First Sunday of Lent

In today’s Gospel, we hear that Our Lord spent forty days in the desert; while there, He fasted and was tempted.  Our Lord’s fast of forty days is where the Church derived the idea of Lent.  In imitation of Our Lord, we too spend forty days denying ourselves.  As Our Lord was tempted while He was in the desert and yet did not sin; our goal in denying ourselves things during these forty days is to help us to overcome temptation.

We do not give things up merely for the sake of giving things up.  We deny ourselves things that we could ordinarily legitimately enjoy in order to imitate Christ and strengthen our wills.  Jesus said that if we want to follow Him we must deny ourselves, take up our cross and follow Him.  Self-denial helps us put inordinate self-love to death.  In other words, we need to die to ourselves before we can really put God first in our hearts as Jesus commanded us to do.  When we give things up for Lent, our self-denial shows that we love God more than the good things of this world.

Furthermore, fasting and self-denial ought to help us to grow in self-mastery; through denying ourselves, we are enabled to gain more control over our passions and desires.  If we can say “no” to the things that we have given up, we will hopefully be able to say “no” to temptation that much more easily.  Again, the real goal in giving things up for Lent is to help us to resist temptation and rid our hearts of sin, so that our hearts can more completely be filled with love for God and others.

In order to overcome temptation, it is helpful to know how it works.  Traditionally, it has been understood that temptation comes from three sources: the devil, the flesh and the world.  In the Gospel, there are two ways that the world is talked about: one is positive and one is negative.  On the one hand, the Gospel says that God so loved the world that He sent His Son to die in order to save it.  On the other hand, Jesus says that if the world hates you, realize that it first hated Him.  It is in the second sense of this word that the world is a source of temptation.  We live in a society that does not share our Christian values in fact it resents them.  There are many things on the television, on the radio, and on the internet that are offensive to what we believe.  The best way to overcome those types of temptations is simply not to watch the shows, or networks that put those temptations before us.

Dealing with temptations of the flesh can be a little more difficult.  We can block inappropriate material from our televisions and from our computers, but we cannot get away from ourselves.  Temptation tends to start as a thought.  If we catch ourselves thinking about something that we ought not to be thinking about, it is important to reject the thought immediately.  Remember that sin always involves consent of our will.  If we realize that we have an inappropriate thought that we did not want to have, we have not sinned: we are simply being tempted.  If we reject an inappropriate thought as soon as we are aware of it, we have acted virtuously.  Only if we consent to the inappropriate thought do we fall into sin.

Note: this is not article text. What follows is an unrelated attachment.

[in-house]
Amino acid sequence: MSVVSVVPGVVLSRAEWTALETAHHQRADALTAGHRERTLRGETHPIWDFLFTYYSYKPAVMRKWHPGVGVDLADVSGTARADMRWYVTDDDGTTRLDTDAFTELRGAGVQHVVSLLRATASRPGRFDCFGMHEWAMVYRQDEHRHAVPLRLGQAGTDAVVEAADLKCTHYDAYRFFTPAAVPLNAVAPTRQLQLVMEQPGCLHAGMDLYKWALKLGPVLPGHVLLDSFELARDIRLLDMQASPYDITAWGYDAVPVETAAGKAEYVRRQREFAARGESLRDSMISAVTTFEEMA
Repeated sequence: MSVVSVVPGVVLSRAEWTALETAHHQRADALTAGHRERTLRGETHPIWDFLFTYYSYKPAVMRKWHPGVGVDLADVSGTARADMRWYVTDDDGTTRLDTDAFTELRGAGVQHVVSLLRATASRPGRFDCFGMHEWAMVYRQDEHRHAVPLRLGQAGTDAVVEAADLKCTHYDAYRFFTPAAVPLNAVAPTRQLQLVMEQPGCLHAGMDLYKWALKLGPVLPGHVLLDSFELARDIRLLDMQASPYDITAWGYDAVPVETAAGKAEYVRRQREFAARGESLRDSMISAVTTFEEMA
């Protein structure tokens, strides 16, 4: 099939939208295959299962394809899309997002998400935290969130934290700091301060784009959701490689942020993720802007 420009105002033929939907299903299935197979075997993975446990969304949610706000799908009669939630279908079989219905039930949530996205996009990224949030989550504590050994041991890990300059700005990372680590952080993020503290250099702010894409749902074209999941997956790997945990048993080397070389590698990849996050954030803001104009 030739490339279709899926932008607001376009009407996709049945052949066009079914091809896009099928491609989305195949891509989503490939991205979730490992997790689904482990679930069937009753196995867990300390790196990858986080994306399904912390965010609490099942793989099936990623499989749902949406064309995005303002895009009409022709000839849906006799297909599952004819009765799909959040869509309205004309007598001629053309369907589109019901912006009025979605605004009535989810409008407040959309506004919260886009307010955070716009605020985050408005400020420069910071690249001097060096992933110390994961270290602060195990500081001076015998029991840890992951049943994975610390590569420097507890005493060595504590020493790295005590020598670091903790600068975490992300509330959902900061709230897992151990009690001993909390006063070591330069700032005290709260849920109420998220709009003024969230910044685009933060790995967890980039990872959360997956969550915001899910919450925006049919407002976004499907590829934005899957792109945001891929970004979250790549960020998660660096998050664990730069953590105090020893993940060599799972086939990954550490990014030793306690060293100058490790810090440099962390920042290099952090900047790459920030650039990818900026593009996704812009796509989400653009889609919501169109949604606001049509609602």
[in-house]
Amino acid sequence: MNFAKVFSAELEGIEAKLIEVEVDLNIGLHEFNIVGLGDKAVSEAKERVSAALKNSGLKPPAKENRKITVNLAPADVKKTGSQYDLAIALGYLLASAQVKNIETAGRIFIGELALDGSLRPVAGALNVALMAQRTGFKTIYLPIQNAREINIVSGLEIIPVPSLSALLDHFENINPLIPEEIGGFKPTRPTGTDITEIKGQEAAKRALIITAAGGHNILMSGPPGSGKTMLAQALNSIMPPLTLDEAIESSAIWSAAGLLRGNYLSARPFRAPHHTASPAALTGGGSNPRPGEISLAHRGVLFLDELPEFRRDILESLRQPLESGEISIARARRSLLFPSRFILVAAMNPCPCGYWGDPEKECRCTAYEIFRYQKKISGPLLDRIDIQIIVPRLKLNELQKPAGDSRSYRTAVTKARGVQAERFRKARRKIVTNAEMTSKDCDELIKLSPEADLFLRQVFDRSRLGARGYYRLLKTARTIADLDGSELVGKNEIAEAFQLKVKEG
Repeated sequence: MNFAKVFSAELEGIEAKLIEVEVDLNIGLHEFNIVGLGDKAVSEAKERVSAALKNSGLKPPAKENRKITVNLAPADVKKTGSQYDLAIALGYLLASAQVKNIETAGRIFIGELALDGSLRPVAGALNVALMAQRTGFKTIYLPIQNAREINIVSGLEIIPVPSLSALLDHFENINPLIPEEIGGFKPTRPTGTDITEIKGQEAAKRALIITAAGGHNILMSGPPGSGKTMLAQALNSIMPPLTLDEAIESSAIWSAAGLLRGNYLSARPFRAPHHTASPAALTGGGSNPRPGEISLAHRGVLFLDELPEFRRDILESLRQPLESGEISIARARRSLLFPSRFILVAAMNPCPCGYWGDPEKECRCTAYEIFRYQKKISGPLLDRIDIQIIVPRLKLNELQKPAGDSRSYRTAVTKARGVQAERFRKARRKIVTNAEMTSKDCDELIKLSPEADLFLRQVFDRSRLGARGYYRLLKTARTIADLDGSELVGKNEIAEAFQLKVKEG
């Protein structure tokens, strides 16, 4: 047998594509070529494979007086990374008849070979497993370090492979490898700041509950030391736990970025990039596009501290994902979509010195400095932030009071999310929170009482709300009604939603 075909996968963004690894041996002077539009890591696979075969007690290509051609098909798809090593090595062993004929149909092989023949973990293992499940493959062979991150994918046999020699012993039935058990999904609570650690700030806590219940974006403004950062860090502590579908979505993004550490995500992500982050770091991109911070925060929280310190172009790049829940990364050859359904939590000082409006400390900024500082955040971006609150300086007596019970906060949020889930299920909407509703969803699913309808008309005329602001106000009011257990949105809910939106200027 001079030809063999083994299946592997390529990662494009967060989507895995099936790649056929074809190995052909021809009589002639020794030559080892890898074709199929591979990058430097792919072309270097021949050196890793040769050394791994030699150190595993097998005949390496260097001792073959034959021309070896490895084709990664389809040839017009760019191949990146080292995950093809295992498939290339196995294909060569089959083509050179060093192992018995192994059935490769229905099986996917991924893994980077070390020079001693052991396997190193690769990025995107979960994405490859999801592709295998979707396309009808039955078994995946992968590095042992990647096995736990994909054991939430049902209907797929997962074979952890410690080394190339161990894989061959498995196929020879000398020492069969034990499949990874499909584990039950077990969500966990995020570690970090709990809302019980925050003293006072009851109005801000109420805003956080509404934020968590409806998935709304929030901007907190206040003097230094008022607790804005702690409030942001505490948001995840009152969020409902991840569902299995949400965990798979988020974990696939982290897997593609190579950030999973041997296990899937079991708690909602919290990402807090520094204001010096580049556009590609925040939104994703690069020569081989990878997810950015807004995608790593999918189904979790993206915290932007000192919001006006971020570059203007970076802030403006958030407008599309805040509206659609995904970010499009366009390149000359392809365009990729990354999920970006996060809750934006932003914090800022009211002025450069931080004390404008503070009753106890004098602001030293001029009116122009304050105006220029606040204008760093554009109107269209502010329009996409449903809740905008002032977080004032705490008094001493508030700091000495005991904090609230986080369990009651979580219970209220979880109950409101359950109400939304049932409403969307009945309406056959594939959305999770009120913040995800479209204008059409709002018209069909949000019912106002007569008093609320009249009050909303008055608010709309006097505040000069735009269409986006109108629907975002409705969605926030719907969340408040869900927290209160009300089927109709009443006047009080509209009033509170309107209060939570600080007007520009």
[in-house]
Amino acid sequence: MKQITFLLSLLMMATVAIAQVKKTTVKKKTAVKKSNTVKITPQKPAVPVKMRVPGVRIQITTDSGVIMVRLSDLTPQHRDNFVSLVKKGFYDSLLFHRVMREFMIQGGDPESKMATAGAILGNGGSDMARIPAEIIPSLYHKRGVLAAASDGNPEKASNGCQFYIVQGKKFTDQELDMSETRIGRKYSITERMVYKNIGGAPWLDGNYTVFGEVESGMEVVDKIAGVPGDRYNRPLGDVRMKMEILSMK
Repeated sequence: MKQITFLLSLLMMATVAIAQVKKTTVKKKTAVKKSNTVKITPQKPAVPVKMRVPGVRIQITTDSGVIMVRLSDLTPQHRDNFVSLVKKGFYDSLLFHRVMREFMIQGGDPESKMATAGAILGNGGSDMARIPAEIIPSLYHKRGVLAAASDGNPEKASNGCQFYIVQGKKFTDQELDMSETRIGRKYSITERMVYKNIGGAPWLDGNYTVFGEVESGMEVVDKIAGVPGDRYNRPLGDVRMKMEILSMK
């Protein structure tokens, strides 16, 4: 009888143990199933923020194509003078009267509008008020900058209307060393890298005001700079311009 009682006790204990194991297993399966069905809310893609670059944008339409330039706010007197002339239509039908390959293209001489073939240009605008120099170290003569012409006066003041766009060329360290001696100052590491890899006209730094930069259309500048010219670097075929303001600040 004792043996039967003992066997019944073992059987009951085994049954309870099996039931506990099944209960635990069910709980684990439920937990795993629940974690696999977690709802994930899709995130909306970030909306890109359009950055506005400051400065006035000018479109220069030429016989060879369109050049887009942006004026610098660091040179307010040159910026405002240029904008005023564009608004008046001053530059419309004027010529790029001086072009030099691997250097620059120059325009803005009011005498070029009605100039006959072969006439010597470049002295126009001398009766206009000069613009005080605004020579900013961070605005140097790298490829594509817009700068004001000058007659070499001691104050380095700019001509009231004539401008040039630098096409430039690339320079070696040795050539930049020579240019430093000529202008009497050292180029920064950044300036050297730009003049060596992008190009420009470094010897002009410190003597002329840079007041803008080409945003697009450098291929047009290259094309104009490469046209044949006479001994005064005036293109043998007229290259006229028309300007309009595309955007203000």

The reason that it is so urgent to reject bad thoughts as soon as we are aware of them is because if we allow ourselves to dwell on them, they become harder to get rid of.  Once a thought gains momentum through consent, it becomes hard to stop it from stirring up our emotions.  Once our emotions are engaged, it becomes harder to resist temptation and avoid sin.

Once a sin is committed, it is easier to commit the same sin again.  Any action that we repeat again and again can become a habit.  Sinful habits can be very difficult to break.  Sin enslaves the sinner.  In order to break out of a sinful habit we need God’s grace.  God will give us the grace to break free from sin if we ask for it, but we have to really want it.  If the sinful habit is a long-standing sinful habit, it will require much grace and effort.  Overcoming sinful habits is not easy, but nothing is impossible with God’s grace.  It is possible to overcome any temptation; but we have to be willing to do what it takes to conquer it.

One of the things that can help us prevail over temptation is to call to mind often the fact that temptation is always a lie: the lie is that if we give in to sin, we will be happy.  Sin never makes us happy; sin damages our relationship with God and apart from God we can never be truly happy.  Let us use these forty days of Lent to pray for the grace to overcome temptation and root sin out of our hearts; and let us do all that we can to cooperate with the grace that God offers.  May our observance of this holy season deepen our love for God and help us to conform our hearts, ever more perfectly, to the Heart of Christ.  Most Sacred Heart of Jesus, make our hearts like unto Thine.  Amen.

 

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